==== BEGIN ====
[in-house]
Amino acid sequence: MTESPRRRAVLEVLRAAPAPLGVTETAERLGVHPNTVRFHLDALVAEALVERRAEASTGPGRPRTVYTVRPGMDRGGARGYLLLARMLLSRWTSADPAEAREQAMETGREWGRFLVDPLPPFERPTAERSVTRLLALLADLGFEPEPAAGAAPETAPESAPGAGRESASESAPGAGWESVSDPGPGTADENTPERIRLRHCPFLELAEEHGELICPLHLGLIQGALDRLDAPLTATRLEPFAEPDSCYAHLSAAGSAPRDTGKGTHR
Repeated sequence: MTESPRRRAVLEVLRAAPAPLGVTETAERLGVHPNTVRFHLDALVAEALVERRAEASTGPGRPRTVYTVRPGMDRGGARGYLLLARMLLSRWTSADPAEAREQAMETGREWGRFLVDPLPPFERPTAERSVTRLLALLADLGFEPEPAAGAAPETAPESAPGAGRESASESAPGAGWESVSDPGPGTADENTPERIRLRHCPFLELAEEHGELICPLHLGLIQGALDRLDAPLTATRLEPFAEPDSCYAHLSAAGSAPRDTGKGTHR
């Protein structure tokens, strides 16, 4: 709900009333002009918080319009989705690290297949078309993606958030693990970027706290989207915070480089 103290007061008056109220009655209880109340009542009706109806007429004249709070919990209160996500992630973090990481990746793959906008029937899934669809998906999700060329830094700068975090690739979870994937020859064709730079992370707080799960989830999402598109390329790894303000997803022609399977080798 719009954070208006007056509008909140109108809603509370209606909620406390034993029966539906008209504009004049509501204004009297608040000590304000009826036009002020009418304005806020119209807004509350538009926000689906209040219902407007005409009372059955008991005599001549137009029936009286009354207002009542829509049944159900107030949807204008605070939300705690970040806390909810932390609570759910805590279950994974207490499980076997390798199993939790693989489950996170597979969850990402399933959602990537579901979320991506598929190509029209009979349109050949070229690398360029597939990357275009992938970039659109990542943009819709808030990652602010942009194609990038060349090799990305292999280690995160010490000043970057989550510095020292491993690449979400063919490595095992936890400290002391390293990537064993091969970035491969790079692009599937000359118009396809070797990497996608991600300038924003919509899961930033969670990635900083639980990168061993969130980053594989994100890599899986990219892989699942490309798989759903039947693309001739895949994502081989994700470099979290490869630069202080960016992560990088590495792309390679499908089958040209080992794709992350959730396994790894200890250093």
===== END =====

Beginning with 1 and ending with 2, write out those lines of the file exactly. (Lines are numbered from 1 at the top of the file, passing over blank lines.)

[in-house]
Amino acid sequence: MTESPRRRAVLEVLRAAPAPLGVTETAERLGVHPNTVRFHLDALVAEALVERRAEASTGPGRPRTVYTVRPGMDRGGARGYLLLARMLLSRWTSADPAEAREQAMETGREWGRFLVDPLPPFERPTAERSVTRLLALLADLGFEPEPAAGAAPETAPESAPGAGRESASESAPGAGWESVSDPGPGTADENTPERIRLRHCPFLELAEEHGELICPLHLGLIQGALDRLDAPLTATRLEPFAEPDSCYAHLSAAGSAPRDTGKGTHR